By Jason Snell
September 19, 2019 10:04 AM PT
Answering a few questions about the iPhone 11 and iPhone 11 Pro
I’ve got the iPhone 11, iPhone 11 Pro, and iPhone 11 Pro Max in hand. Since most people get these phones tomorrow, I thought I’d take a few initial questions from Six Colors subscribers about the devices. Here’s a first set of questions and answers. I welcome more questions from anyone who is curious — send them to me at firstname.lastname@example.org or tweet them to me at @jsnell.
Craig: Does the iPhone 11 Pro really feel that much heavier in the hand?
To me it’s imperceptible. I popped a leather case onto both models and found that I couldn’t tell the difference between the two of them at all.
Michael: Does it feel weird to have the volume buttons moved just a little bit?
As with the weight, the answer is no. Your brain will reach for that button and discover it in a very slightly different place and then edit all your memories accordingly. Muscle memory is funny.
Tom: I haven’t seen any closeups of grain in night mode yet, compared to non-night mode or the XS.
Here’s a close-up of a shot in night mode and its corresponding version on the XS.
Geof: How does the AirDrop interface differ between two iPhones 11 with the U1 chip?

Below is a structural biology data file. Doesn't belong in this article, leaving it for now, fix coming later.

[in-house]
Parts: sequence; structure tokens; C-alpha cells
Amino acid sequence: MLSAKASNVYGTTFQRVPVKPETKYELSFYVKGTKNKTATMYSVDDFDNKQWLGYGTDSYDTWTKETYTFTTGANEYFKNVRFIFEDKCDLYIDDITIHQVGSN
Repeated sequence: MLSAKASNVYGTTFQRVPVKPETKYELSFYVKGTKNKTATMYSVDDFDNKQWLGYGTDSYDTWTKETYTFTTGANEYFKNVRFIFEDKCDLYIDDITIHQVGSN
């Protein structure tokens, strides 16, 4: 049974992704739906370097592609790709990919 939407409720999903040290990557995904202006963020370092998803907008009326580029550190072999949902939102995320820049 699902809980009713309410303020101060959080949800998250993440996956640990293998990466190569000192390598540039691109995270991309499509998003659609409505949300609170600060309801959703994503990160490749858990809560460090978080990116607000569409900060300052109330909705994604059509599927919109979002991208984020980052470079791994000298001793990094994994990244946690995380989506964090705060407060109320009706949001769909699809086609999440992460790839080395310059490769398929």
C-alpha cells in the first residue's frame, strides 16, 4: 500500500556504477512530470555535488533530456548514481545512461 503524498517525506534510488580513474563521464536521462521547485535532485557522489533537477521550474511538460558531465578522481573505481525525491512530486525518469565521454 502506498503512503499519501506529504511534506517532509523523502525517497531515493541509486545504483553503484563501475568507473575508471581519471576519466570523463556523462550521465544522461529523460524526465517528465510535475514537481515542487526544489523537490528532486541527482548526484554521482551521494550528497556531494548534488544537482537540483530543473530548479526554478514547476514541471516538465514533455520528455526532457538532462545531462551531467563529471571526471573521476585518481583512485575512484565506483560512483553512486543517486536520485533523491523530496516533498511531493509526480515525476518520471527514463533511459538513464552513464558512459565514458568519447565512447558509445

Apple has shown us mock-ups that indicate it’s a bit different, with the proximate phone popping into prominence, but that feature doesn’t ship on these phones. It’ll be enabled by iOS 13.1 in a few weeks.
Geof: Is there anything in settings to choose the default camera lens or zoom when the camera app is opened up?
Nope! You always start at 1x.
Geof: Is there anything telling you that you got a free year of Apple TV+? Is there an Apple TV+ app pre-installed?
Apple TV+ is viewed through the TV app, which has been standard on iOS for a while now. I saw no notifications about Apple TV+, though I assume we will all be notified around November 1 that there’s an amazing subscription opportunity available.
Geof: Is Apple Arcade pre-installed?
Apple Arcade is a tab in the App Store app, not its own app, and it’s enabled on all my iOS 13.0 and 13.1 devices, including these new phones.
Dan: Does the direct transfer work if the two phones are running 13 and 13.1 respectively?